One of the most overlooked items in the consideration of buying a home is the paying down of your mortgage. Your mortgage payment consists of Principal, Interest, Taxes and Insurance. That “principal” piece is the only good part of your payment! If you look at an amortization schedule for a 30-year loan, you will see that more gets applied to the “principal” portion every month! This simply pays down your loan balance. On loanDepot's mortgage calculators you can input a $400,000 home purchase, borrowing $388,000 at 4.125% interest, at the end of just one year the balance is lower by $6,686. It’s a forced saving plan.
In other words, when you own, you are putting part of that payment into YOUR pocket. When you rent, you are putting ALL the money into your LANDLORD’s pocket. Personally, I choose my pocket for my money.
Consumer Tip: If you would like to get an amortization schedule for your current loan and see where all the money is going, you can use my mortgage calculators here!
The Dangers Of Not Owning
Now that we’ve discussed some of the major considerations regarding the decision to rent or own, let’s discuss some of the dangers of not owning. These are the final 3 factors as to why buying is better than renting. Note that before you make the decision not to own, you have to be OK with the following.
Factor #4 - Higher monthly payments
If you choose to rent, you could just be paying more, especially when you factor in rising rents vs. a fixed mortgage payment. Figure out the total amount of payments over your expected tenure in the home. Total payments over a 3 year period should be well in favor or buying. See below as I have a spreadsheet that proves this.
Factor #5 - Loss of equity
Remember that when you pay rent you aren’t investing in yourself, but rather paying your landlord’s mortgage. Every payment made on a mortgage reduces the amount owed on the loan. So really, whose debt do you want to pay down – yours or your landlord’s? Or rather, who would you rather invest in? Yourself or someone else?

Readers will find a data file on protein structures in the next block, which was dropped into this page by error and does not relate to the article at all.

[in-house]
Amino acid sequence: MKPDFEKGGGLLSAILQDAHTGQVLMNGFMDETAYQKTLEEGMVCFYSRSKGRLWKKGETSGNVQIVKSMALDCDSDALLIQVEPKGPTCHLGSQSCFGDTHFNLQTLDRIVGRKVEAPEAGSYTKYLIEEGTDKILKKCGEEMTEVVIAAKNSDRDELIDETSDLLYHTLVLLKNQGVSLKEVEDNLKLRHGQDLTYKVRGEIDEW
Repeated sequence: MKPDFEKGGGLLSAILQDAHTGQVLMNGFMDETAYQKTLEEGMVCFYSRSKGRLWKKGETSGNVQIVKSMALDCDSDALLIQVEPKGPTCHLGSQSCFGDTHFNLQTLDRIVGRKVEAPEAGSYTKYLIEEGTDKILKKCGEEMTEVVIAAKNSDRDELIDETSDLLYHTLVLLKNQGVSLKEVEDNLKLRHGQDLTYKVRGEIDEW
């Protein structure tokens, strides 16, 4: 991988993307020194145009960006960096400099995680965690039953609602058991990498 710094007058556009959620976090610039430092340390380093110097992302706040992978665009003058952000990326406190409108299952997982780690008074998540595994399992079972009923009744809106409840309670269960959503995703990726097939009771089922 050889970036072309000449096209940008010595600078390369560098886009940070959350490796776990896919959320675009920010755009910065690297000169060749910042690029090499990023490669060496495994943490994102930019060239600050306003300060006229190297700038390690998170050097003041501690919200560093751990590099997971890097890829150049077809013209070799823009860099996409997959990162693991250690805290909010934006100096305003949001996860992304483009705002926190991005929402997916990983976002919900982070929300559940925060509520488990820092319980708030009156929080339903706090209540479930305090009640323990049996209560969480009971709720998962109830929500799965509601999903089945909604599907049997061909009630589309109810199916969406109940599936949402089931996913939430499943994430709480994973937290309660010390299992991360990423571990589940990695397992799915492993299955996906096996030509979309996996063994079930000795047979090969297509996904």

Factor #6 - The Cost of Waiting
There is a cost to waiting. It’s broken down into (3) main areas.
- The cost of appreciation. When a home appreciates, you earn equity if you are the owner. If you are sitting on the sideline and not the owner, all you can do is watch the home go up in price. Every month… tick, tick, tick… making the same home more and more expensive.
- The cost of higher interest rates. When rates go up, payments go up and the cost for the same investment goes up. If you wait, it’s rolling the dice on interest rates. If rates go up, this will result in higher payments.
- Loss of purchasing power. The combination of appreciation and higher interest rates are the perfect storm. If you wait to buy and we have the expected appreciation and higher rates, the same home you are looking at today is not only worth more, but will cost more. To keep your payments in line with what you are looking at today, you would have to purchase a cheaper home. The question is, what does that cheaper home look like to you today? Well, that’s the home you may have to settle for if you wait until next year or down the road. That or else higher home prices and higher interest rates will force you to push your budget more than you may be comfortable with.
What about military families?
Of course, many military families are in a unique position because they need to move often—on average, three times as often as non-military families. Although it can be hard to predict where your career will take you and when, how often you move can be a good indicator of whether you should rent or own.
If you expect to move in less than two years, renting is probably a good option for the time being, because it offers flexibility. If you are more settled and will likely stay put for three or more years, purchasing a home could be the right move given everything we've covered already.
Those are the 6 Factors that I believe prove buying smokes renting. Although I do think it’s the best decision in most cases, everyone is different. Request my full blown Rent vs Own spreadsheet to see the numbers for your situation. Renting may be a good option and we would be happy to discuss a scenario that is specific to you. The spreadsheet will break down all the numbers… the pros and the cons. You can reach out to me at www.loanwithrick.com or email me at firstname.lastname@example.org.